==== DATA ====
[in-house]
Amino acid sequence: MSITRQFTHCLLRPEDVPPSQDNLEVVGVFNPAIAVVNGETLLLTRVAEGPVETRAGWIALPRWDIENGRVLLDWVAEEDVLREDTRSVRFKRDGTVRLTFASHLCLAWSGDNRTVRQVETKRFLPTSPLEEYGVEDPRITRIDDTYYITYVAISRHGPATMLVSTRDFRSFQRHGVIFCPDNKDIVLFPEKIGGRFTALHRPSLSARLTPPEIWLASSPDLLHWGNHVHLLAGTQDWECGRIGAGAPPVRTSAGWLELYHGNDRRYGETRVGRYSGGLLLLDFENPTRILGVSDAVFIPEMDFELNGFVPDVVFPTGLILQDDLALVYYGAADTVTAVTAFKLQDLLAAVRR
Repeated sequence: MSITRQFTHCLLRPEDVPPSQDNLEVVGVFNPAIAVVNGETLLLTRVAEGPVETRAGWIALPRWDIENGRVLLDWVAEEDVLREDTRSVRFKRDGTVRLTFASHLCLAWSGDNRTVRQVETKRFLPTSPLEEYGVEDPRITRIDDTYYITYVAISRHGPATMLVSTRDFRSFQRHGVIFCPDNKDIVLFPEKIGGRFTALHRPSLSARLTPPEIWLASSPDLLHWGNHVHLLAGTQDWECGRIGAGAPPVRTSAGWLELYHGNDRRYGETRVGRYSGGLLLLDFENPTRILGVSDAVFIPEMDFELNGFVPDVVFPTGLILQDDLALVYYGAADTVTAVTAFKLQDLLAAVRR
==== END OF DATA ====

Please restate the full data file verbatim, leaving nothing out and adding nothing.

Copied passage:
[in-house]
Amino acid sequence: MSITRQFTHCLLRPEDVPPSQDNLEVVGVFNPAIAVVNGETLLLTRVAEGPVETRAGWIALPRWDIENGRVLLDWVAEEDVLREDTRSVRFKRDGTVRLTFASHLCLAWSGDNRTVRQVETKRFLPTSPLEEYGVEDPRITRIDDTYYITYVAISRHGPATMLVSTRDFRSFQRHGVIFCPDNKDIVLFPEKIGGRFTALHRPSLSARLTPPEIWLASSPDLLHWGNHVHLLAGTQDWECGRIGAGAPPVRTSAGWLELYHGNDRRYGETRVGRYSGGLLLLDFENPTRILGVSDAVFIPEMDFELNGFVPDVVFPTGLILQDDLALVYYGAADTVTAVTAFKLQDLLAAVRR
Repeated sequence: MSITRQFTHCLLRPEDVPPSQDNLEVVGVFNPAIAVVNGETLLLTRVAEGPVETRAGWIALPRWDIENGRVLLDWVAEEDVLREDTRSVRFKRDGTVRLTFASHLCLAWSGDNRTVRQVETKRFLPTSPLEEYGVEDPRITRIDDTYYITYVAISRHGPATMLVSTRDFRSFQRHGVIFCPDNKDIVLFPEKIGGRFTALHRPSLSARLTPPEIWLASSPDLLHWGNHVHLLAGTQDWECGRIGAGAPPVRTSAGWLELYHGNDRRYGETRVGRYSGGLLLLDFENPTRILGVSDAVFIPEMDFELNGFVPDVVFPTGLILQDDLALVYYGAADTVTAVTAFKLQDLLAAVRR